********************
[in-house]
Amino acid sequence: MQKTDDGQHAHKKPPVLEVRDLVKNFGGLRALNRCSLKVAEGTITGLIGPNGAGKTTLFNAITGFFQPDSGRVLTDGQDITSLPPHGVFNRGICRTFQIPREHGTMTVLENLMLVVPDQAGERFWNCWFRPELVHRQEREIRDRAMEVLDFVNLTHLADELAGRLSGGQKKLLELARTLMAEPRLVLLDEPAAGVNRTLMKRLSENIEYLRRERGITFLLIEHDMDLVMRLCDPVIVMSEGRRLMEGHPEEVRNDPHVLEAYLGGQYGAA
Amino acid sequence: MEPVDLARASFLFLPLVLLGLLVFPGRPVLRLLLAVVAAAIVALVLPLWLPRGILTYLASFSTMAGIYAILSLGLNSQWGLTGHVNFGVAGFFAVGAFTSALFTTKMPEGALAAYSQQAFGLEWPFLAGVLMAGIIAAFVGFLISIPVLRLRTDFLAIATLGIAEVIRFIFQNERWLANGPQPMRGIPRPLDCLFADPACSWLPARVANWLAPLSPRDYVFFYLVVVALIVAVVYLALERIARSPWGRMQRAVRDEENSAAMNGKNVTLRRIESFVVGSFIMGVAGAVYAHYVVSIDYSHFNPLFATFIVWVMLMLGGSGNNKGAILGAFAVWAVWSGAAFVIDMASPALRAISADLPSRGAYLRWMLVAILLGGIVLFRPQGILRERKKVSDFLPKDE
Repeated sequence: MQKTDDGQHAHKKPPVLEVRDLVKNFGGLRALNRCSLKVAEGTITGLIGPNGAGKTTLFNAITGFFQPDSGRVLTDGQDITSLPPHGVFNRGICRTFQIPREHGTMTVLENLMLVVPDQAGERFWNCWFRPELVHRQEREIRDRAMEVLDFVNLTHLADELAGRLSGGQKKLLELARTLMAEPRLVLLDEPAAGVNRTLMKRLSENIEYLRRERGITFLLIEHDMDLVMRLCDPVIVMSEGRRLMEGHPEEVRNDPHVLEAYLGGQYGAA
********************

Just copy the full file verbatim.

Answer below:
[in-house]
Amino acid sequence: MQKTDDGQHAHKKPPVLEVRDLVKNFGGLRALNRCSLKVAEGTITGLIGPNGAGKTTLFNAITGFFQPDSGRVLTDGQDITSLPPHGVFNRGICRTFQIPREHGTMTVLENLMLVVPDQAGERFWNCWFRPELVHRQEREIRDRAMEVLDFVNLTHLADELAGRLSGGQKKLLELARTLMAEPRLVLLDEPAAGVNRTLMKRLSENIEYLRRERGITFLLIEHDMDLVMRLCDPVIVMSEGRRLMEGHPEEVRNDPHVLEAYLGGQYGAA
Amino acid sequence: MEPVDLARASFLFLPLVLLGLLVFPGRPVLRLLLAVVAAAIVALVLPLWLPRGILTYLASFSTMAGIYAILSLGLNSQWGLTGHVNFGVAGFFAVGAFTSALFTTKMPEGALAAYSQQAFGLEWPFLAGVLMAGIIAAFVGFLISIPVLRLRTDFLAIATLGIAEVIRFIFQNERWLANGPQPMRGIPRPLDCLFADPACSWLPARVANWLAPLSPRDYVFFYLVVVALIVAVVYLALERIARSPWGRMQRAVRDEENSAAMNGKNVTLRRIESFVVGSFIMGVAGAVYAHYVVSIDYSHFNPLFATFIVWVMLMLGGSGNNKGAILGAFAVWAVWSGAAFVIDMASPALRAISADLPSRGAYLRWMLVAILLGGIVLFRPQGILRERKKVSDFLPKDE
Repeated sequence: MQKTDDGQHAHKKPPVLEVRDLVKNFGGLRALNRCSLKVAEGTITGLIGPNGAGKTTLFNAITGFFQPDSGRVLTDGQDITSLPPHGVFNRGICRTFQIPREHGTMTVLENLMLVVPDQAGERFWNCWFRPELVHRQEREIRDRAMEVLDFVNLTHLADELAGRLSGGQKKLLELARTLMAEPRLVLLDEPAAGVNRTLMKRLSENIEYLRRERGITFLLIEHDMDLVMRLCDPVIVMSEGRRLMEGHPEEVRNDPHVLEAYLGGQYGAA